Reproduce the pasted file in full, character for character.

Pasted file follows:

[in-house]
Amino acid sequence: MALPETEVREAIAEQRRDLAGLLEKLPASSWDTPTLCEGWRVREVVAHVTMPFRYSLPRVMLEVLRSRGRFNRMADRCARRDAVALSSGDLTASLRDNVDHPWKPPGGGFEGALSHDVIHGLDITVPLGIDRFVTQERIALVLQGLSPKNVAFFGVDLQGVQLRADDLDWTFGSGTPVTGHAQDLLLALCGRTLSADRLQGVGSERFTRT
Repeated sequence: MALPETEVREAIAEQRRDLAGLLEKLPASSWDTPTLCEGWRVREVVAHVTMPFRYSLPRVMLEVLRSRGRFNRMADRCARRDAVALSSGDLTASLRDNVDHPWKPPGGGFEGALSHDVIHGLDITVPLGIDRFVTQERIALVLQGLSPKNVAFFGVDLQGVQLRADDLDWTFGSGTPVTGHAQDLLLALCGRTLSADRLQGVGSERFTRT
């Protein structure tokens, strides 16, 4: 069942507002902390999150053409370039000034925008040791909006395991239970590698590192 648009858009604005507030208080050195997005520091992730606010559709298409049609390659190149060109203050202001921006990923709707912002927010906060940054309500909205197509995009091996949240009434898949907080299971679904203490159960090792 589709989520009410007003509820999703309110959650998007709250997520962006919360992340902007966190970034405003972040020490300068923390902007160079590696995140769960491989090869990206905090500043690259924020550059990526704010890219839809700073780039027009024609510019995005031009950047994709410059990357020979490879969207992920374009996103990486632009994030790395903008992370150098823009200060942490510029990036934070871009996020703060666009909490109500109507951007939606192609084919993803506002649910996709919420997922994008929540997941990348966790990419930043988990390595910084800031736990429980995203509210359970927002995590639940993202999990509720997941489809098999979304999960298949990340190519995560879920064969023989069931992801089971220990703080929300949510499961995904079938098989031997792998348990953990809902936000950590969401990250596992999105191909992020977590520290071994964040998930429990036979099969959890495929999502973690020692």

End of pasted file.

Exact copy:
[in-house]
Amino acid sequence: MALPETEVREAIAEQRRDLAGLLEKLPASSWDTPTLCEGWRVREVVAHVTMPFRYSLPRVMLEVLRSRGRFNRMADRCARRDAVALSSGDLTASLRDNVDHPWKPPGGGFEGALSHDVIHGLDITVPLGIDRFVTQERIALVLQGLSPKNVAFFGVDLQGVQLRADDLDWTFGSGTPVTGHAQDLLLALCGRTLSADRLQGVGSERFTRT
Repeated sequence: MALPETEVREAIAEQRRDLAGLLEKLPASSWDTPTLCEGWRVREVVAHVTMPFRYSLPRVMLEVLRSRGRFNRMADRCARRDAVALSSGDLTASLRDNVDHPWKPPGGGFEGALSHDVIHGLDITVPLGIDRFVTQERIALVLQGLSPKNVAFFGVDLQGVQLRADDLDWTFGSGTPVTGHAQDLLLALCGRTLSADRLQGVGSERFTRT
């Protein structure tokens, strides 16, 4: 069942507002902390999150053409370039000034925008040791909006395991239970590698590192 648009858009604005507030208080050195997005520091992730606010559709298409049609390659190149060109203050202001921006990923709707912002927010906060940054309500909205197509995009091996949240009434898949907080299971679904203490159960090792 589709989520009410007003509820999703309110959650998007709250997520962006919360992340902007966190970034405003972040020490300068923390902007160079590696995140769960491989090869990206905090500043690259924020550059990526704010890219839809700073780039027009024609510019995005031009950047994709410059990357020979490879969207992920374009996103990486632009994030790395903008992370150098823009200060942490510029990036934070871009996020703060666009909490109500109507951007939606192609084919993803506002649910996709919420997922994008929540997941990348966790990419930043988990390595910084800031736990429980995203509210359970927002995590639940993202999990509720997941489809098999979304999960298949990340190519995560879920064969023989069931992801089971220990703080929300949510499961995904079938098989031997792998348990953990809902936000950590969401990250596992999105191909992020977590520290071994964040998930429990036979099969959890495929999502973690020692």